The prohibition on remuneration of trustees of SMSFs in subsections 17A(1) and 17A(2) is not within the scope of this Ruling.
No action required.
14. Procedures for removal of trustee
In addition to the need for the LPR to consent to their appointment in writing and to sign a declaration within 21 days, it would also be useful for the administrative procedures for the removal and appointment of a trustee to be described. For example, recognition in the fund minutes etc.
Paragraph 39 of SMSFR 2009/D1 (paragraph 45 of the final Ruling) sets out certain requirements under the SISA that the LPR is required to meet if they are to be appointed trustee, or director of the corporate trustee, as a result of applying the provisions of subparagraph 17A(3)(b)(ii).
The procedures for removal and appointment of a trustee are subject to the trust deed and trust law which will differ between jurisdictions. In addition, as the appointment and removal of trustees are generally subject to the trust deed, the procedures may vary from fund to fund. Consequently it would be inappropriate to outline a 'generic' administrative practice in the Ruling.
No action required.
15. Clarification of expression
In paragraph 3 we suggest inserting the words, 'Subject to the exceptions set out in subsection 17A(3)' at the beginning of the third sentence.
Paragraphs 3 & 4 of SMSFR 2009/D1 have been revised in the final Ruling.
16. Clarification of expression
Technically, the statement at the end of the last sentence of paragraphs 15, 18 and 21 is not correct
We suggest starting this sentence with the words, 'As the SMSF satisfies one of the exceptions set out in subsection 17A(3), the fund does not fail to satisfy the definition of an SMSF in subsection 17A(1).'
The last sentence of the relevant examples have been revised to correct the statement.
17. Clarification of example in relation to joint EPOA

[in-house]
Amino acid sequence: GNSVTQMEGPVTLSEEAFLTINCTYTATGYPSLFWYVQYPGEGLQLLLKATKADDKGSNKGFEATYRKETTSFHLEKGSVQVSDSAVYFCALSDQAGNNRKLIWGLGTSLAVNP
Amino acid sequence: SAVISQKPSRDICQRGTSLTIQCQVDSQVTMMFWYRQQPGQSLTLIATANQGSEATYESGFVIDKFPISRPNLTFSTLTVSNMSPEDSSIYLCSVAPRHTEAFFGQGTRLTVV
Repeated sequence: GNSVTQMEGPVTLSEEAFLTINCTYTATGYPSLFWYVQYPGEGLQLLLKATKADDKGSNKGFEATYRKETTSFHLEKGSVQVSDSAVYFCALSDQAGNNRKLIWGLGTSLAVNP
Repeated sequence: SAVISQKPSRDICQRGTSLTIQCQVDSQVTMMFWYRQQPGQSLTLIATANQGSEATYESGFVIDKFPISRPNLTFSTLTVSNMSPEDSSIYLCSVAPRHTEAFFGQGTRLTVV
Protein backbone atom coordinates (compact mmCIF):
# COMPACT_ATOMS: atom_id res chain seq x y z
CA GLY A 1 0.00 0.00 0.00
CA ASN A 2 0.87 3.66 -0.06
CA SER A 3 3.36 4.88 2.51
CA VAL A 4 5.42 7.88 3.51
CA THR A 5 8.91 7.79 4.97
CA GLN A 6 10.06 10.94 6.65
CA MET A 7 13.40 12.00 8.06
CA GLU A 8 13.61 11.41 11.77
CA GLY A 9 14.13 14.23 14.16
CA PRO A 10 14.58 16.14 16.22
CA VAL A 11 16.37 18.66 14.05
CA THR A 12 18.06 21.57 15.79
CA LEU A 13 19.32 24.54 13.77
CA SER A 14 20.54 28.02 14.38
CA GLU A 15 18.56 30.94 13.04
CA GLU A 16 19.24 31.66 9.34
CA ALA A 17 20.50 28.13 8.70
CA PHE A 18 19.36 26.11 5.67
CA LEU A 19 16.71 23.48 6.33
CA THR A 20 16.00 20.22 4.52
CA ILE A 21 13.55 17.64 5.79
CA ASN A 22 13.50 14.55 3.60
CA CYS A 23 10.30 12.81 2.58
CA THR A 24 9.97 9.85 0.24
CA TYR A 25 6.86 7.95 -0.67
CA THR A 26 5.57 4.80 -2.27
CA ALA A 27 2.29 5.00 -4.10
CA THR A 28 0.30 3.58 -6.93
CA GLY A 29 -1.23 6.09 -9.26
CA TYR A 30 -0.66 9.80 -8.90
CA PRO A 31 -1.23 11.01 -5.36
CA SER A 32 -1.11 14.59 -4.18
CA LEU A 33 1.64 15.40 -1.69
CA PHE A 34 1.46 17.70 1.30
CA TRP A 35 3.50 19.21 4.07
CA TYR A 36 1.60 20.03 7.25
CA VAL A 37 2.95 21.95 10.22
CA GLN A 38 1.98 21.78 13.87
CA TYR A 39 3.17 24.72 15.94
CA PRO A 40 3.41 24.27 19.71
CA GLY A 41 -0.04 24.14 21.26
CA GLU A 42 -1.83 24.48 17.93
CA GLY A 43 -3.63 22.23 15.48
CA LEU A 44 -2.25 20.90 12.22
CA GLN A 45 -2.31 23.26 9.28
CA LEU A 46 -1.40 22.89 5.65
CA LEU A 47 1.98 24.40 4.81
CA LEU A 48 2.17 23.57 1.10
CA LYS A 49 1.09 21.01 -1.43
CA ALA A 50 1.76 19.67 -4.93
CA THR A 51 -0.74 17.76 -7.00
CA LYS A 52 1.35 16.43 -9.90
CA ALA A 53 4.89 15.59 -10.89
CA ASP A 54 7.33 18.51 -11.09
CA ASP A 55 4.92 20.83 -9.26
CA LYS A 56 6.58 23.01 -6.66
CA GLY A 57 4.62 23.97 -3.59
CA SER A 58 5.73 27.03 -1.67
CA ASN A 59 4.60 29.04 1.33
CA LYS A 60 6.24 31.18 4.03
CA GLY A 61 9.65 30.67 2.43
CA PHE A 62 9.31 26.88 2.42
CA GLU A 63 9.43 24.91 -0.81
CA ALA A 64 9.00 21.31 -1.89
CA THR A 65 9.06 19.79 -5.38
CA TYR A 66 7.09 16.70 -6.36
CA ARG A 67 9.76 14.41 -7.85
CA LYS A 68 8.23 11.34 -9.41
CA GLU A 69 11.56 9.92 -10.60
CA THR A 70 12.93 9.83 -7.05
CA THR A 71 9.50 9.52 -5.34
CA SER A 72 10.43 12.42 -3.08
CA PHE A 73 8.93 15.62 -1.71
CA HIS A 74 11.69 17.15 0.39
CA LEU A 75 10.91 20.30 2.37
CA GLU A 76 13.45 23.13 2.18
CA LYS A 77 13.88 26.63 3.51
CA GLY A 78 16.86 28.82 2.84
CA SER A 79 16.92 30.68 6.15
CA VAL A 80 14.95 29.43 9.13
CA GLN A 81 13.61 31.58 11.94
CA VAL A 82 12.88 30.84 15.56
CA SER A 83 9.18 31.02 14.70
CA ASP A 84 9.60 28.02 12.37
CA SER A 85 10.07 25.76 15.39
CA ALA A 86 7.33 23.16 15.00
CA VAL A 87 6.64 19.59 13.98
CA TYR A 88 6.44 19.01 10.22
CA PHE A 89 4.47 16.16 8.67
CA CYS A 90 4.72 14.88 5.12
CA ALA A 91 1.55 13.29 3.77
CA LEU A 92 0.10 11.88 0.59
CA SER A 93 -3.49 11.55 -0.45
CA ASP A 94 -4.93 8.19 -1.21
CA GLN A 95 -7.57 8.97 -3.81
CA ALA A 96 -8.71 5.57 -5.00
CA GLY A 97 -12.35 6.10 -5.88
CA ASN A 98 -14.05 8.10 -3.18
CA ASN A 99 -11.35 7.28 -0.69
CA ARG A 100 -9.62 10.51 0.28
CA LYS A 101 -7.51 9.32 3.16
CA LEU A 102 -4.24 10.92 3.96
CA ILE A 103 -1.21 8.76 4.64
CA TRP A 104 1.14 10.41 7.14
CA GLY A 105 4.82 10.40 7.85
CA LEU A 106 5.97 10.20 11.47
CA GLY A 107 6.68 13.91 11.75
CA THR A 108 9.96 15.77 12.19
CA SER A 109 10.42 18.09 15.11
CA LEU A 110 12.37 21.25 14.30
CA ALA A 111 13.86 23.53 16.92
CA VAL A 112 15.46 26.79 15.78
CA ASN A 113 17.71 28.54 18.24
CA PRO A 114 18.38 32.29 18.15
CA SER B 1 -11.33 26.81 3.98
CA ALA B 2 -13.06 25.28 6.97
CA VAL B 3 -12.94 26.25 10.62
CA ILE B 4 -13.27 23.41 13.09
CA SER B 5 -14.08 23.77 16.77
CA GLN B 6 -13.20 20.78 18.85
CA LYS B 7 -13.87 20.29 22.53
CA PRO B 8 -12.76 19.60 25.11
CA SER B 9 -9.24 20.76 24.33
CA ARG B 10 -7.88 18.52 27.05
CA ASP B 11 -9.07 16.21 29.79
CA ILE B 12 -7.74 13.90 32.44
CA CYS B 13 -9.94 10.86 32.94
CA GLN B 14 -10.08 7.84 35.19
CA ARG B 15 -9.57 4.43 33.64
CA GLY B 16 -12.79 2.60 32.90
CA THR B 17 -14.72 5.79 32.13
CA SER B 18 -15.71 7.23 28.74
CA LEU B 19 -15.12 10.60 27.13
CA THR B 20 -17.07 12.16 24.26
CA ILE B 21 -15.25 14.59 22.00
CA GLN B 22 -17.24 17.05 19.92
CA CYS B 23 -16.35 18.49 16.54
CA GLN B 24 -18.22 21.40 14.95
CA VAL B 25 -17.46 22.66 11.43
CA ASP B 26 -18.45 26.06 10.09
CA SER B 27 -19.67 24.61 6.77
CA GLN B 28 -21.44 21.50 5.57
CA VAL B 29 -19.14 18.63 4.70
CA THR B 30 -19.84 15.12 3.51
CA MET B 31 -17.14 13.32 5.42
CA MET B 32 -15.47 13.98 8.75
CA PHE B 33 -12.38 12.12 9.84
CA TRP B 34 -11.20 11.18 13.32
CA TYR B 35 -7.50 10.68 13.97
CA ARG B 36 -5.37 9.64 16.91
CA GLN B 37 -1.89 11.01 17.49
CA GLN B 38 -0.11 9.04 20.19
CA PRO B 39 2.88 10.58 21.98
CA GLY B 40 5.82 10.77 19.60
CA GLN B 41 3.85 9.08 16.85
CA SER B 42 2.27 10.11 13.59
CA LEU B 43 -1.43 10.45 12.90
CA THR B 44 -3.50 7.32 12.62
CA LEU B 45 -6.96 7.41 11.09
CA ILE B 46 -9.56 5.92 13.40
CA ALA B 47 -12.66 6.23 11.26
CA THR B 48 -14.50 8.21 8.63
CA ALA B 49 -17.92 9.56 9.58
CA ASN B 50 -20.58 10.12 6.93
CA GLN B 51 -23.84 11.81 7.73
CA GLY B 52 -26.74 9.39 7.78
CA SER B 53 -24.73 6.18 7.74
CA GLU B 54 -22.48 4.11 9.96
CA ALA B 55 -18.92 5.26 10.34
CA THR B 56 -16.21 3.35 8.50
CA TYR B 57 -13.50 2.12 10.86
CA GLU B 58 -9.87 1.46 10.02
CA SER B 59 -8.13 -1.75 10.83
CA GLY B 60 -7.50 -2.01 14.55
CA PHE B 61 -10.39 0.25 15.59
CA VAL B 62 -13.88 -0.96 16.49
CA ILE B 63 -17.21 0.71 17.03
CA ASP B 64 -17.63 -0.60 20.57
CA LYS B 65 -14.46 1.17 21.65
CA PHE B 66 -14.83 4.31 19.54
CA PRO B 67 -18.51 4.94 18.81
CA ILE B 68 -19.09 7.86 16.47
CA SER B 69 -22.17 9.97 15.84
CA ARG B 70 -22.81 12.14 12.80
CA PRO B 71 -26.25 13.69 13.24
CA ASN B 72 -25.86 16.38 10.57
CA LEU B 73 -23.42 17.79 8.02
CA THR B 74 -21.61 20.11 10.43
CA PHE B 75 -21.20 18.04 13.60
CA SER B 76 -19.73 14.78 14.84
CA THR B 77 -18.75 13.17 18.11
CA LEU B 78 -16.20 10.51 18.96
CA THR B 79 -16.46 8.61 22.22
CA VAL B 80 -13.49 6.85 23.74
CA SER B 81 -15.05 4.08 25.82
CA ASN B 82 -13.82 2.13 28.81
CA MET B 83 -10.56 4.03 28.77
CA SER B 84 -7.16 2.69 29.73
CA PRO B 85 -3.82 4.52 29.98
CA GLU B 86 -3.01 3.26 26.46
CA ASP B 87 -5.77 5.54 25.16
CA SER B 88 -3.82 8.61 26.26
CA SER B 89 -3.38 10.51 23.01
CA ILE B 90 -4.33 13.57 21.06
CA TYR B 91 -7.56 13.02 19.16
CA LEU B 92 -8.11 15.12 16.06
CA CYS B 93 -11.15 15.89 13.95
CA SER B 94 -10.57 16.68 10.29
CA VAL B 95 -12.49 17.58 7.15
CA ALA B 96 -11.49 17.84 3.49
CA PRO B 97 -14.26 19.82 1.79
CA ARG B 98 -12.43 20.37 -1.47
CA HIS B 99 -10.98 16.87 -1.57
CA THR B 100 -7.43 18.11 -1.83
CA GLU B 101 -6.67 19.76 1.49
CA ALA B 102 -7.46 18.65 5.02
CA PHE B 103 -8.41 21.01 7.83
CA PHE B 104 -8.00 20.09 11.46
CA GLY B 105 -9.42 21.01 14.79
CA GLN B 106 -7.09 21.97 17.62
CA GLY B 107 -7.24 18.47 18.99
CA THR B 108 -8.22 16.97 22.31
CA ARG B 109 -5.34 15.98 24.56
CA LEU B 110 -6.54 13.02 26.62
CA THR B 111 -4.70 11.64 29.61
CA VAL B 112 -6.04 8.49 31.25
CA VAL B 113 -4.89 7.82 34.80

We consider that the joint holding of the EPOA in example 4 needs to be clarified along with a statement that Rick and Cassandra are each appointed as trustees in their own right for the members of the fund.
This example is not consistent with the wording at paragraph 53.
Example 4 has been revised.
18. Style of quotation contained in the Ruling
The quotation referred to in paragraph 23 should be in quotation marks.
The current ATO standards for Citations and References states that block quotations do not require quotation marks because the quote is already differentiated from the rest of the text. This standard is applied across all ATO publications.
No action required.
19. Consistency of reference to 'States and Territories'
References to 'State and Territories' in paragraph 48 should be singular or plural and not one of each. It should be 'States or Territories' or 'State and Territory'.
Such references in this Ruling have been standardised to 'State or Territory'.
20. Circumstances in which the entity does not satisfy the basic conditions to remain an SMSF
For completeness, it may also be useful at paragraph 48 to explain the application of the six month rule in subsection 17A(4). If the EPOA has, for any reason, terminated, the member must be re-appointed as a trustee within the timeframe stipulated in subsection 17A(4) in order for the fund to continue to satisfy the definition of an SMSF.
A footnote has been included in paragraph 56 of the final Ruling providing a brief overview of subsection 17A(4).
21. Timing of when the trustee or director of corporate trustee must be removed for paragraph 17A(3)(b)(ii) purposes
The wording of the draft ruling seems to imply that people who arrange an EPOA must immediately resign as trustees from their super fund and install the holder of the EPOA as trustee (or director of the trustee).
I'm sure this is not the intention of the Ruling and that an EPOA need not be invoked until the member, possibly with the agreement of the donor (assuming no ill health), deems it necessary to execute his or her power.